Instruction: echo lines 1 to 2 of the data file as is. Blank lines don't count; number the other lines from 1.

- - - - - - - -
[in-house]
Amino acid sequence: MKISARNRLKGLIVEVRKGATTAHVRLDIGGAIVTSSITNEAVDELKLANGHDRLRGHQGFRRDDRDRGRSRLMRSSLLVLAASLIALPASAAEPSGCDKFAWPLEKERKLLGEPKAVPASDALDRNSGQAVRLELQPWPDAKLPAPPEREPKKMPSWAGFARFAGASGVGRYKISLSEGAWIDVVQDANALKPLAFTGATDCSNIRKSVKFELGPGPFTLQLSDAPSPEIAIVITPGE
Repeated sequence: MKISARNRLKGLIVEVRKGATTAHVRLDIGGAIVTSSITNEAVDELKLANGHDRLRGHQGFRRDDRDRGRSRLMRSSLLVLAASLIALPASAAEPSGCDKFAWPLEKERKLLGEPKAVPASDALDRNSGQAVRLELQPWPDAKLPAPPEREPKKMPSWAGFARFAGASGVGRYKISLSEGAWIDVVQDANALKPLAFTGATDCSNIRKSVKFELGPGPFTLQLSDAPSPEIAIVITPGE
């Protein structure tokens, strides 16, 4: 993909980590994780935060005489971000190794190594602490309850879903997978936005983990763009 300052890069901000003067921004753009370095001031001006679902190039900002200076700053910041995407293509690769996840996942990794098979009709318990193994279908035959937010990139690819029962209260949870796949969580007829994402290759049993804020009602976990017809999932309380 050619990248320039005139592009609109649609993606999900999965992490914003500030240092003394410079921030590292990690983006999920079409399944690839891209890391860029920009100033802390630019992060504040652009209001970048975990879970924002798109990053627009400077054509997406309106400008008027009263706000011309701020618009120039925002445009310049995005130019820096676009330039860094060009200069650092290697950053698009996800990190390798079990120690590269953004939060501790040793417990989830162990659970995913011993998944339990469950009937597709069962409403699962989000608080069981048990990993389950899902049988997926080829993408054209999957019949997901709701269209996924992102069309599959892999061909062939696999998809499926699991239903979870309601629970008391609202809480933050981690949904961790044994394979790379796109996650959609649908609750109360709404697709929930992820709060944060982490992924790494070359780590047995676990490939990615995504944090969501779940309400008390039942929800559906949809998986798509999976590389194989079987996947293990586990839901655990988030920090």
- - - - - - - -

[in-house]
Amino acid sequence: MKISARNRLKGLIVEVRKGATTAHVRLDIGGAIVTSSITNEAVDELKLANGHDRLRGHQGFRRDDRDRGRSRLMRSSLLVLAASLIALPASAAEPSGCDKFAWPLEKERKLLGEPKAVPASDALDRNSGQAVRLELQPWPDAKLPAPPEREPKKMPSWAGFARFAGASGVGRYKISLSEGAWIDVVQDANALKPLAFTGATDCSNIRKSVKFELGPGPFTLQLSDAPSPEIAIVITPGE